Reversing Taylor Series to find the original function

1. Jul 4, 2012

delta59

1. The problem statement, all variables and given/known data

I need to find the convergence a unknown function. Now I know the Taylor series of it which is 1/3+2/(3^2)+3/(3^3+4/(4^4+...+k/(3^k). Which mean I can just take the Riemann sum of k/(3^k) from say 0 to 50 and that would give me 3/4.

However this is not enough I need to confirm the answer by finding the unknown function. Normally this isnt too difficult as I would manipulate the series to get it into some sort of form that is familiar like e^x or cos(x), but this one is throwing me for a loop.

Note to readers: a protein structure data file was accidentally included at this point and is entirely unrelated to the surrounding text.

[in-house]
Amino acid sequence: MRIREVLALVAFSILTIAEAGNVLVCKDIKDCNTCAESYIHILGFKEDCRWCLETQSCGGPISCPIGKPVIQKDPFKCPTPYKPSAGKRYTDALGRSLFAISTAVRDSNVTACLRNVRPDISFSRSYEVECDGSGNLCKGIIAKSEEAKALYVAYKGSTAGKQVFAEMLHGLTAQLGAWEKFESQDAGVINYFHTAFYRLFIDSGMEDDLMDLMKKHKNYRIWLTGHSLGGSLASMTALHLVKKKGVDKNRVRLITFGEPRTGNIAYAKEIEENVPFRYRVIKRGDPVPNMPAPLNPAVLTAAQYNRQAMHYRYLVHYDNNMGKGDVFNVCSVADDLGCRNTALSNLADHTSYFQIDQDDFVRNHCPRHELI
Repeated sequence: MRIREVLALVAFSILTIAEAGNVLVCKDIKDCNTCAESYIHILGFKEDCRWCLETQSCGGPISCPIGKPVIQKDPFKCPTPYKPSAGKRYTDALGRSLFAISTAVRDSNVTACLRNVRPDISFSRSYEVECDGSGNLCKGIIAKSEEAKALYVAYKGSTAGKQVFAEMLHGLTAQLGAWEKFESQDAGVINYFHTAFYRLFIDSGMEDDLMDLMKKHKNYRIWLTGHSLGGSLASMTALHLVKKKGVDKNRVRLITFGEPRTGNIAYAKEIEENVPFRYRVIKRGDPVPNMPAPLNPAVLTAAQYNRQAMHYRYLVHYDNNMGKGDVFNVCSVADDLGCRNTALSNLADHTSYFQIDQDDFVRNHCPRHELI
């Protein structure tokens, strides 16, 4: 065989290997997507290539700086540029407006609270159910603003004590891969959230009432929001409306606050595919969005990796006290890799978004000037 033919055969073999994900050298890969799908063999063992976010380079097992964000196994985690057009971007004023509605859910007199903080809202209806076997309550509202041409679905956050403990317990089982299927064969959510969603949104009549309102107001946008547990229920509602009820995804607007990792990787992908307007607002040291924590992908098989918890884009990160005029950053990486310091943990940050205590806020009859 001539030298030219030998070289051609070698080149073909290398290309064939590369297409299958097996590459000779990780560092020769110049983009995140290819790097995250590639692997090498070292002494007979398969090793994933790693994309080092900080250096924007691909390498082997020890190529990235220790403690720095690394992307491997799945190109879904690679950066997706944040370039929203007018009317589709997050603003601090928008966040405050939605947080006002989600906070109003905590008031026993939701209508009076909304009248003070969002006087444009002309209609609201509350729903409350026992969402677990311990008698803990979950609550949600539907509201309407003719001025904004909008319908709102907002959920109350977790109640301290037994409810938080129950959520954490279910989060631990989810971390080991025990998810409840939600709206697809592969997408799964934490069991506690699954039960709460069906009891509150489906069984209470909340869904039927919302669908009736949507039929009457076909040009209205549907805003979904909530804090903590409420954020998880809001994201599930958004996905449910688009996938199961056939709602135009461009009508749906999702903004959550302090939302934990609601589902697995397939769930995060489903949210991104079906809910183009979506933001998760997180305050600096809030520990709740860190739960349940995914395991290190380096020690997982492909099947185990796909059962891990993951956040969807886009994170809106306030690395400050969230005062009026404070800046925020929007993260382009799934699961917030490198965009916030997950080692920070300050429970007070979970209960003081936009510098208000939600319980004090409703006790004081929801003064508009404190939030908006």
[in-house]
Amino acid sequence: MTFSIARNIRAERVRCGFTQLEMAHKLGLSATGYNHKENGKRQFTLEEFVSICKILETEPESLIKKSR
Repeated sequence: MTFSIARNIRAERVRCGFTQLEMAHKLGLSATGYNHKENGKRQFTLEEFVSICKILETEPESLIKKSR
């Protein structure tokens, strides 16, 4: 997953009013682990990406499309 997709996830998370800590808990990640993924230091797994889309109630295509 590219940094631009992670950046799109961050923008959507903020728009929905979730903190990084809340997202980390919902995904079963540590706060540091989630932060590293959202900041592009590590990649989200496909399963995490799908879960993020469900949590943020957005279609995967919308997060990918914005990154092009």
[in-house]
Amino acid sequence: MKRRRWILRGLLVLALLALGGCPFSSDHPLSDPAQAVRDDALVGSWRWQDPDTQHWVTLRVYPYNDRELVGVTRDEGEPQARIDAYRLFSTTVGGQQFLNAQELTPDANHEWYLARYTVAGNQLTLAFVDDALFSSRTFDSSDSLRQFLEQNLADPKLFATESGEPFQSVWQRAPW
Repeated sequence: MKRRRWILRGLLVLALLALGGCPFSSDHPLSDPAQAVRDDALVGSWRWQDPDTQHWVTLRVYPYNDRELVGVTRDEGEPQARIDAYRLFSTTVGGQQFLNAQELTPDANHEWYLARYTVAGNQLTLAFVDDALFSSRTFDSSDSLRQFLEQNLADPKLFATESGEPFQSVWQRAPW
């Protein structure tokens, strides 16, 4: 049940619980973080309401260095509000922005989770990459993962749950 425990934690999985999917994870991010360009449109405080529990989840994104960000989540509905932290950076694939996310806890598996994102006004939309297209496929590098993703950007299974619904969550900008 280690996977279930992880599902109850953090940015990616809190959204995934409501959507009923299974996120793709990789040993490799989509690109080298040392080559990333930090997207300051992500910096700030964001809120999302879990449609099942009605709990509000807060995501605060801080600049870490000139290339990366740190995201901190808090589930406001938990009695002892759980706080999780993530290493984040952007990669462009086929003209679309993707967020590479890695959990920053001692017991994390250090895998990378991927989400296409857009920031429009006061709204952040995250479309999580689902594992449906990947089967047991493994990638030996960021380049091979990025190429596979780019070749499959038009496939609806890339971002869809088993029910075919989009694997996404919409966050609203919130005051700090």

The bottom part (3^k) fits x/(1-x) when x=3 but Im not sure about the top

any help or hints would be great!

2. Jul 4, 2012

I don't know if i am write or wrong , as i have never dealed with them but cant we write them as [summation of (K-1)/3^K]

3. Jul 4, 2012

I like Serena

Welcome to PF, delta59!

What would you get?

Afterward, try to think of defining a suitable function f(x) of which you know what the series sum is if you integrate f(x).
(I'll explain later.)

4. Jul 4, 2012

delta59

x/(1-x) when x=1/3 gives the correct bottom but then I just need to square the bottom function to get the top
so the f(x)=x/((1-x))^2 gives the expansion of 1/3+2/(3^2)+3/(3^3+4/(4^4+...+k/(3^k)

Thanks bouncing ideas I got now.

5. Jul 4, 2012

I like Serena

Yep. That works too! :)